move Nf3 is the Classical Variation. Those two are the best for white. And those two are objectively the strongest
way for white to play. Now, they are completely different. The move f4 is tactical, leads to very sharp
positions in which white is going to attack as soon as possible, and the move Nf3, the
Classical Variation, with this move white is going for a slow, steady advantage which… In these positions black can hardly equalize,
if white plays correctly, so I think that people who play the Pirc Defense hope for
f4, and something aggressive because that gives them more chances, because the Pirc
is a fighting opening, and if you dampen their counter play with Nf3, which Nf3 does perfectly,
then players with black, especially lower rated ones often get confused and find their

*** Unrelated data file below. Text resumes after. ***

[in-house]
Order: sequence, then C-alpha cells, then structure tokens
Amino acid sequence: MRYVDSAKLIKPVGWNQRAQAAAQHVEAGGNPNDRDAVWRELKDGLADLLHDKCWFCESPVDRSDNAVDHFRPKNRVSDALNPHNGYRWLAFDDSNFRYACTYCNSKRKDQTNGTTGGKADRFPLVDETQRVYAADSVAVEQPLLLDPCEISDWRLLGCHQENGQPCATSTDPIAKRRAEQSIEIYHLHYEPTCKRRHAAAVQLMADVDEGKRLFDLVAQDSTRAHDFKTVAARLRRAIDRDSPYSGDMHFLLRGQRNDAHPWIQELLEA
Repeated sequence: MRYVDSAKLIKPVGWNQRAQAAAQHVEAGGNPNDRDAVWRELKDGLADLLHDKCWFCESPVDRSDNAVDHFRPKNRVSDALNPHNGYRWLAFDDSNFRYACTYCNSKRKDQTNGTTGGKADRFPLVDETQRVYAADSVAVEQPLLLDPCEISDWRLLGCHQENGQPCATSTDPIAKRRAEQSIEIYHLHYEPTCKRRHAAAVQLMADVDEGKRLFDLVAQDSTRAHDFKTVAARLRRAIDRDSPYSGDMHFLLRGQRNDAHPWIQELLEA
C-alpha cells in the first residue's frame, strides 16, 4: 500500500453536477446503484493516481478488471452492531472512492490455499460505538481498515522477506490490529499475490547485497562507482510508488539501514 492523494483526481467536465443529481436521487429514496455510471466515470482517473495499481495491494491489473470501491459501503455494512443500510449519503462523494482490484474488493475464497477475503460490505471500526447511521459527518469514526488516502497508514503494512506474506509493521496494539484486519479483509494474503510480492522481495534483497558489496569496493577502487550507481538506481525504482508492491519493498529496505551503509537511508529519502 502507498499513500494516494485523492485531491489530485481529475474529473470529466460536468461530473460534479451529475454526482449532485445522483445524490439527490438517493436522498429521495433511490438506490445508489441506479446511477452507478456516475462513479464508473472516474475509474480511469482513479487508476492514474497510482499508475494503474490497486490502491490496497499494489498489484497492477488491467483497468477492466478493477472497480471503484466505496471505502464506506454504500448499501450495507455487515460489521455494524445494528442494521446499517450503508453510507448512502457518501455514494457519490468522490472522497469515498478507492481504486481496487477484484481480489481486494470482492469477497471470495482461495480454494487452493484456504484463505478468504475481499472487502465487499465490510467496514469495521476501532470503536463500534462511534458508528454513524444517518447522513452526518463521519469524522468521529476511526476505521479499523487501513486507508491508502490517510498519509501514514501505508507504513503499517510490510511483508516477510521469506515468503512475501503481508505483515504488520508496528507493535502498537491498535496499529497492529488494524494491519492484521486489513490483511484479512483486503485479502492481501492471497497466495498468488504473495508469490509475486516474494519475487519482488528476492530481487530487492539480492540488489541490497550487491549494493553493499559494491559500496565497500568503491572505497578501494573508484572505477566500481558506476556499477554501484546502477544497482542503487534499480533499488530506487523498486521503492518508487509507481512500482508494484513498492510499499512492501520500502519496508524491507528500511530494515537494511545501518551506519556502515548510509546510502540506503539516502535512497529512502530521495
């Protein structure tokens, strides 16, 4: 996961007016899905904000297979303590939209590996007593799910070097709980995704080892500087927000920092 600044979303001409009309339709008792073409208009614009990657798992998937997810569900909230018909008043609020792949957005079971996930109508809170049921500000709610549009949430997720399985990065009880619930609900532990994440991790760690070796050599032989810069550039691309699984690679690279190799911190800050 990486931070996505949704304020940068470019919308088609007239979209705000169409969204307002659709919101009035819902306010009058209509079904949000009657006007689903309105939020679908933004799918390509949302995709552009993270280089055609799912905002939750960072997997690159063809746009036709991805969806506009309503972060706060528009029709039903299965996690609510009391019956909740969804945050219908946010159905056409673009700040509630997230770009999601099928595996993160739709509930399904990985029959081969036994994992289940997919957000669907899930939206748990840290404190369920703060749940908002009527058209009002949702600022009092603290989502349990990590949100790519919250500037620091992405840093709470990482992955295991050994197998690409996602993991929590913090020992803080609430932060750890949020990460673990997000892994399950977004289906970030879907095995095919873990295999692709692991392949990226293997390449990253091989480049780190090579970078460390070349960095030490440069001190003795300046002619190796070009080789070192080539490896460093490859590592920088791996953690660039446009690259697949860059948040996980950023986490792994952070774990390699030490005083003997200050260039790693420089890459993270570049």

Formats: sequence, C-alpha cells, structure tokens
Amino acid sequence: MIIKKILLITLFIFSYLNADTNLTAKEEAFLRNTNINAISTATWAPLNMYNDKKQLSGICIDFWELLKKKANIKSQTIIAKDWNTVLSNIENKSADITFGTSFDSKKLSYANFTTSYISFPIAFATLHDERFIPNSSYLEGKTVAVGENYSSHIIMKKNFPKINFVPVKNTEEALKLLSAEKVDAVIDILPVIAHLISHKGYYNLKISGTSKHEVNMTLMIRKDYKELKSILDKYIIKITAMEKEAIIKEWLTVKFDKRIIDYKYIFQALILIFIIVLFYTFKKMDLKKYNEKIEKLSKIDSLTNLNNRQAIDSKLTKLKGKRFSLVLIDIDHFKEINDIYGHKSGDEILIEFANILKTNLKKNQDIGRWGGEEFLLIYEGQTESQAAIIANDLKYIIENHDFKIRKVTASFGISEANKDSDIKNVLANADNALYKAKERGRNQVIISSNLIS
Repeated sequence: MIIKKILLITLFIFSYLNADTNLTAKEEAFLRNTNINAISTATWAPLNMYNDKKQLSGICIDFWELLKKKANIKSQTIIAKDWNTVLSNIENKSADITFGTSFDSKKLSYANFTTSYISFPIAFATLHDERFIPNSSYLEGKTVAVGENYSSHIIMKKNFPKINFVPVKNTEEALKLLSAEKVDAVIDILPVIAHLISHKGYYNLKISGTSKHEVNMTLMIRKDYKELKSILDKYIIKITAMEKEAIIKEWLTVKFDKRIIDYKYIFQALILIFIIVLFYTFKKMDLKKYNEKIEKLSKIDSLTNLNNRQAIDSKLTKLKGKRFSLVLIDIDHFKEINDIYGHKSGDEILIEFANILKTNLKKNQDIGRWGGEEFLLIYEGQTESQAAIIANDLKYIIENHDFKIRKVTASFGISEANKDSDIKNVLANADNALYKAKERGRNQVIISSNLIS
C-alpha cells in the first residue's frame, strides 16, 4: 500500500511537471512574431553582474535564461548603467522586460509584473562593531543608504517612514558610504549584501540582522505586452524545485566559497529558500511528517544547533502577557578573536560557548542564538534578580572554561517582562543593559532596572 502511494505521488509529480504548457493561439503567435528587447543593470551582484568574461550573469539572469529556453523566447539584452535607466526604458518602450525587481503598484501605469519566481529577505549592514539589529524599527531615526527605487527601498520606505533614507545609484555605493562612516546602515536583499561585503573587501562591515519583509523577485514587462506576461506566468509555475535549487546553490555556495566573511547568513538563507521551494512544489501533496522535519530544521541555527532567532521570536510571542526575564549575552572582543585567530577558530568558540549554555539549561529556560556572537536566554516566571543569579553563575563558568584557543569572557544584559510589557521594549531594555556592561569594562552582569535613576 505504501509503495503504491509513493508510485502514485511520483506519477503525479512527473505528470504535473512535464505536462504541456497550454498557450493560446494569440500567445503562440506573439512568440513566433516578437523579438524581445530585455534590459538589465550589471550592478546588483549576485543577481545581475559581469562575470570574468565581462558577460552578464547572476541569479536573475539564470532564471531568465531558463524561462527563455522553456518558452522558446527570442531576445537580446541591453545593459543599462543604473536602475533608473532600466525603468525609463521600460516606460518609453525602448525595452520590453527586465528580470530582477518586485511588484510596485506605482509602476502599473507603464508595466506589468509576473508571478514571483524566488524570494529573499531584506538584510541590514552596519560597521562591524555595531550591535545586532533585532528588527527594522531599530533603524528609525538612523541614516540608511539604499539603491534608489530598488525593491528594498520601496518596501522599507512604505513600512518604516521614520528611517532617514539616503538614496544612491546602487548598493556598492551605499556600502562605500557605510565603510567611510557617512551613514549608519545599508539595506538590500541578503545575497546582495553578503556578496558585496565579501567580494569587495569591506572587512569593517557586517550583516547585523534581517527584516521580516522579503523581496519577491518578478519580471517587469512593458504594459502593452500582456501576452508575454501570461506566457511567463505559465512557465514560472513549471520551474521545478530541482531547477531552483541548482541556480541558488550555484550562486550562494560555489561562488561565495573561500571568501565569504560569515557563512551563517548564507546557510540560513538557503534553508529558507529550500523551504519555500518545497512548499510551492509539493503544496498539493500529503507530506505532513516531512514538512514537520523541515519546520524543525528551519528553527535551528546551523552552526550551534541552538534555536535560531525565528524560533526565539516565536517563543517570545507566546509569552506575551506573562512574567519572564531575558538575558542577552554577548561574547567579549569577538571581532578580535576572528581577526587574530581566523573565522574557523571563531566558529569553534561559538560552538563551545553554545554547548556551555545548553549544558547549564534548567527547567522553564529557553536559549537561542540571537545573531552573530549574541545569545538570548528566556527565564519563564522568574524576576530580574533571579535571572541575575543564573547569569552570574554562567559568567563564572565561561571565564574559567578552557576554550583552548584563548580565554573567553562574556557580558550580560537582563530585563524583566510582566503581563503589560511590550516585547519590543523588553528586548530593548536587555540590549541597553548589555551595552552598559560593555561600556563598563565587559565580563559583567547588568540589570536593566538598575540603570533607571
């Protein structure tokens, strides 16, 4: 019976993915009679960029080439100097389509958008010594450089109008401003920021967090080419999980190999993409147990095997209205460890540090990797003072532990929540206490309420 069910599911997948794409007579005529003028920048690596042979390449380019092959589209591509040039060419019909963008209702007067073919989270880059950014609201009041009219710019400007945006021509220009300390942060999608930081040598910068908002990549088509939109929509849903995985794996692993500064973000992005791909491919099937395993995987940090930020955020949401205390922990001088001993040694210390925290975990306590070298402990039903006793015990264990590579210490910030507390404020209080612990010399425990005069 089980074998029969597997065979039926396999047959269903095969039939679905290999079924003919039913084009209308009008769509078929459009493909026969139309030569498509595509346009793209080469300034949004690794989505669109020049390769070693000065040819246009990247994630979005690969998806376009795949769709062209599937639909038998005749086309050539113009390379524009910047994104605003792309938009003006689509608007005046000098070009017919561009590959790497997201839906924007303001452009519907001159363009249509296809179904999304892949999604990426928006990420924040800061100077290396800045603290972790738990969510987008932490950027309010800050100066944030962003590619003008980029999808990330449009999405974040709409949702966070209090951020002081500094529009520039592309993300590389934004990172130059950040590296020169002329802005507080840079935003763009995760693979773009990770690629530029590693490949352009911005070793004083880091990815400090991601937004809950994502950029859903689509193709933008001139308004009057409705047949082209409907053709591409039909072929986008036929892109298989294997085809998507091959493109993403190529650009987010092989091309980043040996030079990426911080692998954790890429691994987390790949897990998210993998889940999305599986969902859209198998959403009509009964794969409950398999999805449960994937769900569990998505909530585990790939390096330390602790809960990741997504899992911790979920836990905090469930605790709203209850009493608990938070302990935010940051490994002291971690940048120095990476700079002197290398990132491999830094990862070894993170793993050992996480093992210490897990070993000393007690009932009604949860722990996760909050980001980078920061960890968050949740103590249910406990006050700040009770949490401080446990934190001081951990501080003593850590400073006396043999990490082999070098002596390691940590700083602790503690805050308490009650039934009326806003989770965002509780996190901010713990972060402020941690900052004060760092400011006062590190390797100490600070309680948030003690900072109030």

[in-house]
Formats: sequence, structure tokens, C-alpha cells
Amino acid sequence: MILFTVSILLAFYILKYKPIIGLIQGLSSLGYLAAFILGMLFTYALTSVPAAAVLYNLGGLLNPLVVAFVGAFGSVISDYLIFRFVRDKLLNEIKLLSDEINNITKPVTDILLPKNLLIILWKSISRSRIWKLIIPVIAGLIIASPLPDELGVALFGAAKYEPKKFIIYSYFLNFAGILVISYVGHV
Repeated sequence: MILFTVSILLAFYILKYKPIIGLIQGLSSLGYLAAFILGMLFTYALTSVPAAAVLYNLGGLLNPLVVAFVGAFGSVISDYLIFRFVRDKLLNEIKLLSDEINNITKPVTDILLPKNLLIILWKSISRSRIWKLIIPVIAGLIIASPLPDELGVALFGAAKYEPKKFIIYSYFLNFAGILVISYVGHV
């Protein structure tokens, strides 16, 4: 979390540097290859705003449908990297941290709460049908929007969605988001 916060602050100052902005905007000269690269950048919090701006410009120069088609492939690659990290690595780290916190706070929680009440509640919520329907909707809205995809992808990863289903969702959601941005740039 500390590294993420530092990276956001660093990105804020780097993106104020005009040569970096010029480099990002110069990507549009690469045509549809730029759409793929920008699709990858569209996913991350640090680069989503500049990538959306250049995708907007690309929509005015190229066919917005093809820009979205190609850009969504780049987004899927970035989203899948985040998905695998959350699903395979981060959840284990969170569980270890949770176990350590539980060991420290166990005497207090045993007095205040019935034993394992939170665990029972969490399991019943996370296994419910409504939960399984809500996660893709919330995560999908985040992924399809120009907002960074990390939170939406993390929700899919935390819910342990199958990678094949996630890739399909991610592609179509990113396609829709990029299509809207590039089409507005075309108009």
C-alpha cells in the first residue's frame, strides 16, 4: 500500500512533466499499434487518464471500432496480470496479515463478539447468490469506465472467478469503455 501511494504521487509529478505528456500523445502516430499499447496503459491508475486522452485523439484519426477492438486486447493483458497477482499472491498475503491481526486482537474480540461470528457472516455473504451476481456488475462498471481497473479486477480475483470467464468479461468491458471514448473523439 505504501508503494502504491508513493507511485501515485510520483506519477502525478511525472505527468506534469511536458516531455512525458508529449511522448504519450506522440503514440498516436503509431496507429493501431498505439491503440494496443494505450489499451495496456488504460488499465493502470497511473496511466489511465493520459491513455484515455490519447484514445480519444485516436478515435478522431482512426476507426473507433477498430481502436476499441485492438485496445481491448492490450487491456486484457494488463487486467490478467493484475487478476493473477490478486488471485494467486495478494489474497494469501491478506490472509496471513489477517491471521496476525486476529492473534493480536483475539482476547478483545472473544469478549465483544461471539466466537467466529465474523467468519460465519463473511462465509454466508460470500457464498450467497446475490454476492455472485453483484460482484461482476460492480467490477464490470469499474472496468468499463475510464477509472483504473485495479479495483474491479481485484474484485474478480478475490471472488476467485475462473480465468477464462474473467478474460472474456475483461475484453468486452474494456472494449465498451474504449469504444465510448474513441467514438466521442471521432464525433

pieces cramped on the back row. Imagine the bishop being here, the king castled,
the bishop either goes here or here, the knight goes to d7, so all of black’s pieces are stuck
on the first three rows, and white can expand normally and almost create a perfect chess
setup. Be3, Bd3, 0-0, Qd2, Rd1, Re1, and you have
a position as if it came from a textbook, while, on the other hand, black is cramped
on the back row and still has to find some counter play. the other lines which I’m going to go over
are Be3, which is a very, very aggressive setup, and c6 is the main move for black. Here white goes Qd2. This is the so called 150 Attack. I have no idea why is it called that, and
it’s quite an unimaginative name, but, still. And this setup basically is something like
the Yugoslav Attack, and white is going to play f3, 0-0-0, play g4, h4, sack, sack mate,
the Bobby Fischer method, and I have to say this is one of my favorite ways to fight the